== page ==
The Gators could be the best job of the bunch. Billy Donovan did create a dynasty with 14 NCAA Tournaments from 1999-2014, national titles in 2006 and ’07, four Final Fours in all and two Elite Eights. The coach before him, Lon Kruger, also took the Gators to the Final Four in 1994. Donvan’s replacement, Mike White, did reach four NCAA Tournaments, but was not cutting it before he just booked for Georgia.
Now, Florida is a job Baylor’s Scott Drew or Virginia’s Tony Bennett might consider should either get wanderlust.
Dayton coach Anthony Grant, 55, was a top Donovan assistant before coaching Virginia Commonwealth from 2006-09. After the Gators’ second national title in 2007, Grant was set to become Florida’s coach when Donovan accepted the head coaching job for the NBA’s Orlando Magic. Donovan changed his mind and returned to the Gators. After taking VCU to two NCAA Tournaments, Grant became Alabama’s coach, but reached just one NCAA Tournament from 2009-15.
Another candidate could be Marquette coach Shaka Smart, who has the Golden Eagles (19-12) in the NCAA Tournament as a No. 9 seed and set to play No. 8 North Carolina (24-9) on Thursday (4:30 p.m., TBS) in Fort Worth, Texas. Smart, 44, took took No. 11 VCU to the Final Four in 2011 and reached the NCAA Tournament four more times before becoming Texas’ coach. He reached three NCAA Tournaments there, but lost three first round games.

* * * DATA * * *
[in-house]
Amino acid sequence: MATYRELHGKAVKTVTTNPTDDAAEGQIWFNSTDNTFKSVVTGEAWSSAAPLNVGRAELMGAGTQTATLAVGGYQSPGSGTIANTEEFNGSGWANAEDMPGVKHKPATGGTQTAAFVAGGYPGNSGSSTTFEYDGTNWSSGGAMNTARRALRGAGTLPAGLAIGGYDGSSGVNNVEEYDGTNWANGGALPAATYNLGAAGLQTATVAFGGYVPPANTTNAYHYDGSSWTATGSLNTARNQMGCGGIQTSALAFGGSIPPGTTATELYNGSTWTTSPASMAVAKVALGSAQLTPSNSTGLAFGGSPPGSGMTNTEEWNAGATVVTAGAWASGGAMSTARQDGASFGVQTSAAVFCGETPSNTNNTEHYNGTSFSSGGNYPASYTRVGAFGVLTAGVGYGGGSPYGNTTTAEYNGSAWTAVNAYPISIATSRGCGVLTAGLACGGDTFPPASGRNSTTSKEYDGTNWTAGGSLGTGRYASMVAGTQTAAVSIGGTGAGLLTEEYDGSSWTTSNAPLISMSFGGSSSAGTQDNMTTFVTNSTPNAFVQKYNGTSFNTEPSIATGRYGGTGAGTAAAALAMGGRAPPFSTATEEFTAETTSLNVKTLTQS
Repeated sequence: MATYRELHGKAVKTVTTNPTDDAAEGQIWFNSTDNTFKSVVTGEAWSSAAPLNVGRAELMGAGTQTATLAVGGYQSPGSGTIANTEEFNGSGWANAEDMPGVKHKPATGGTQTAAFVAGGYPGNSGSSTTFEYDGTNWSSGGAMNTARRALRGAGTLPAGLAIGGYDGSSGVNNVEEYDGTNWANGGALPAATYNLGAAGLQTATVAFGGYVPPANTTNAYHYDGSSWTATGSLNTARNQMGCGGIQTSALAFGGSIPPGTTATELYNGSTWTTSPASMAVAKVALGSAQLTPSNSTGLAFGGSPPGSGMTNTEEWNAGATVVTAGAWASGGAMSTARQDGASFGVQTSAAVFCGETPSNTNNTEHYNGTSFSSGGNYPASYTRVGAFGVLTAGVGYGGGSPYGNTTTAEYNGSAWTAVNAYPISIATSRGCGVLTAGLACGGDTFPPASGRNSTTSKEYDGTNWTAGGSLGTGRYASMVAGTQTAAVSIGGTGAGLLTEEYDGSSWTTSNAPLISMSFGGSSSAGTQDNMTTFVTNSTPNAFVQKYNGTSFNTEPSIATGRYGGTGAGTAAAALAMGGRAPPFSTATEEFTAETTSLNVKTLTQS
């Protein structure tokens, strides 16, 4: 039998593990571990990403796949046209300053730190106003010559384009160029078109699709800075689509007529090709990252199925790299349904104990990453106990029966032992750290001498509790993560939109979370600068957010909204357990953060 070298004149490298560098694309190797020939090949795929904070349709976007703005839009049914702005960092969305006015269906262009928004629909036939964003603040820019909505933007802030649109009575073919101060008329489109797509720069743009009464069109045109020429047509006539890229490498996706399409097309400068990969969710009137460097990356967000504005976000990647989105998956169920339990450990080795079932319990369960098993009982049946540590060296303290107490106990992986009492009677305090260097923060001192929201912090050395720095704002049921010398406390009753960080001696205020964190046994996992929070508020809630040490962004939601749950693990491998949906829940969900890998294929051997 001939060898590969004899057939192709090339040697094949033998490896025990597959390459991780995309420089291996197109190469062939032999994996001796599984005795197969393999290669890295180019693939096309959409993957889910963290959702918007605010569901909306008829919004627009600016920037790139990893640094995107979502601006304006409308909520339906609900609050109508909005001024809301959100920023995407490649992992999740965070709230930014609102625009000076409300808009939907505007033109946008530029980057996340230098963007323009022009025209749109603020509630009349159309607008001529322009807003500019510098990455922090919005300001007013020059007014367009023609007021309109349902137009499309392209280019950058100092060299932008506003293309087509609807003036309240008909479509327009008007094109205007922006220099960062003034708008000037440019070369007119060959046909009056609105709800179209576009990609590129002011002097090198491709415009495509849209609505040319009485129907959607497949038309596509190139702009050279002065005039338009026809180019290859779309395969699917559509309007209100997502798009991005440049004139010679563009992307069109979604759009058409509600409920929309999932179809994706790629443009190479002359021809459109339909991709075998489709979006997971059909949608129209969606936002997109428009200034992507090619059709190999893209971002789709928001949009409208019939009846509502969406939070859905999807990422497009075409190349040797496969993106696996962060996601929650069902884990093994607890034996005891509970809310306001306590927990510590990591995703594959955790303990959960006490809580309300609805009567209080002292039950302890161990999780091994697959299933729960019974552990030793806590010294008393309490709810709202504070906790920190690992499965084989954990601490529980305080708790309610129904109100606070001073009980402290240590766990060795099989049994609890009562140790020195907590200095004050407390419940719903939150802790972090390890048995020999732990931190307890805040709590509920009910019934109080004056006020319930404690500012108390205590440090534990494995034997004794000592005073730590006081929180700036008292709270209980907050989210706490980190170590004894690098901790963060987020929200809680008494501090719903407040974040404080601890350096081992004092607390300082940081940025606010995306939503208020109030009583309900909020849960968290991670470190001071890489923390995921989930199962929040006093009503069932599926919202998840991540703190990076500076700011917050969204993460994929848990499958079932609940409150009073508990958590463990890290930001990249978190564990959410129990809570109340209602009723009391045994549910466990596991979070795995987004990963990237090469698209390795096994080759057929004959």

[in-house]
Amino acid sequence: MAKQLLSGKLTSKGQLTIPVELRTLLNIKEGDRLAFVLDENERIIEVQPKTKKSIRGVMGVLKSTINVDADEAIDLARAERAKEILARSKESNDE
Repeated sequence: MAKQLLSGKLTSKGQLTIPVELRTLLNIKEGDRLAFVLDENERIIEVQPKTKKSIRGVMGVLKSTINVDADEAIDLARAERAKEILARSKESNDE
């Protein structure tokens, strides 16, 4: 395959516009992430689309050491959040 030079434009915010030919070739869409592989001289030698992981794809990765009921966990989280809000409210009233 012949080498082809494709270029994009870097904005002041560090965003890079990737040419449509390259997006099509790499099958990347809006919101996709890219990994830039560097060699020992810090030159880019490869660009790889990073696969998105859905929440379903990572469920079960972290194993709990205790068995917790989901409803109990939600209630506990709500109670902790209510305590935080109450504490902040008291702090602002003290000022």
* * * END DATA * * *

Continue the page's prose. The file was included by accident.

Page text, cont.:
Murray State’s Matt McMahon, Virginia Tech’s Mike Young and Providence’s Ed Cooley are other candidates.
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George Mason coach Kim English, just 33, is a possible candidate, as are Missouri State coach Dana Ford, 37, Baylor associate head coach Jerome Tang, 55, and Saint Louis coach Travis Ford, 52 and a former Missouri and Kentucky guard.
Possible candidates include one of the hottest mid-major coaches, Cleveland State’s Dennis Gates, 42. Others are Oklahoma State coach Mike Boynton, 40, Chattanooga coach Lamont Paris, 45, and Wake Forest assistant BJ. McKie, a former Gamecock player who is 44.
Could there be more openings in the SEC? And are there enough coaches out there?